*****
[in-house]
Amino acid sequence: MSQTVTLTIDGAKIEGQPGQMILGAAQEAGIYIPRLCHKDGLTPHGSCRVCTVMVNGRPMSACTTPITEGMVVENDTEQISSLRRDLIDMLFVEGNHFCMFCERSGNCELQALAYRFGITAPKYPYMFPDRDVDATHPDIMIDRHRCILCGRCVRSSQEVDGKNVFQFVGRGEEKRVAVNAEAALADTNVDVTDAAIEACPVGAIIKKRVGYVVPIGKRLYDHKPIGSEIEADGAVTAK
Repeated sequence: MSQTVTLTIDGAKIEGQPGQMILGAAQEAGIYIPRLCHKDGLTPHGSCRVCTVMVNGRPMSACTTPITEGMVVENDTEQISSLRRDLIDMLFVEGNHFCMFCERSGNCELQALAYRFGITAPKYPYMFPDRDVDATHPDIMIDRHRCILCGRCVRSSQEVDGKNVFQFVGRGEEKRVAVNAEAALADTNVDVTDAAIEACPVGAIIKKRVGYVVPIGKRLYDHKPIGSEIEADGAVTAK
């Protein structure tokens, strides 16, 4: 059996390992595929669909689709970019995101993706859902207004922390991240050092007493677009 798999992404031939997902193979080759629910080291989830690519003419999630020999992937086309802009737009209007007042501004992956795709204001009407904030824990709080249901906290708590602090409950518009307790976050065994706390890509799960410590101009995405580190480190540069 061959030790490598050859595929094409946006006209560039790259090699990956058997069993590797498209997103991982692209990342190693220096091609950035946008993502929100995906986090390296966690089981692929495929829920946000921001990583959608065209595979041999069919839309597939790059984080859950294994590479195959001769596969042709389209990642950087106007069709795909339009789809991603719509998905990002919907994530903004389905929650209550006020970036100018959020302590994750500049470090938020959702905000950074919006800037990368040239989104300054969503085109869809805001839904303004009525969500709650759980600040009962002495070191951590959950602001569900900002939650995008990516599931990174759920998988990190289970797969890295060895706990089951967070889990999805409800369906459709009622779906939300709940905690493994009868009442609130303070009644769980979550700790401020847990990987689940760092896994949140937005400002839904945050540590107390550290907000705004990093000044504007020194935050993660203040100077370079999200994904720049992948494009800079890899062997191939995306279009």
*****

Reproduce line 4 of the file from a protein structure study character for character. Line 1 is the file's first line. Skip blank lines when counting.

């Protein structure tokens, strides 16, 4: 059996390992595929669909689709970019995101993706859902207004922390991240050092007493677009 798999992404031939997902193979080759629910080291989830690519003419999630020999992937086309802009737009209007007042501004992956795709204001009407904030824990709080249901906290708590602090409950518009307790976050065994706390890509799960410590101009995405580190480190540069 061959030790490598050859595929094409946006006209560039790259090699990956058997069993590797498209997103991982692209990342190693220096091609950035946008993502929100995906986090390296966690089981692929495929829920946000921001990583959608065209595979041999069919839309597939790059984080859950294994590479195959001769596969042709389209990642950087106007069709795909339009789809991603719509998905990002919907994530903004389905929650209550006020970036100018959020302590994750500049470090938020959702905000950074919006800037990368040239989104300054969503085109869809805001839904303004009525969500709650759980600040009962002495070191951590959950602001569900900002939650995008990516599931990174759920998988990190289970797969890295060895706990089951967070889990999805409800369906459709009622779906939300709940905690493994009868009442609130303070009644769980979550700790401020847990990987689940760092896994949140937005400002839904945050540590107390550290907000705004990093000044504007020194935050993660203040100077370079999200994904720049992948494009800079890899062997191939995306279009």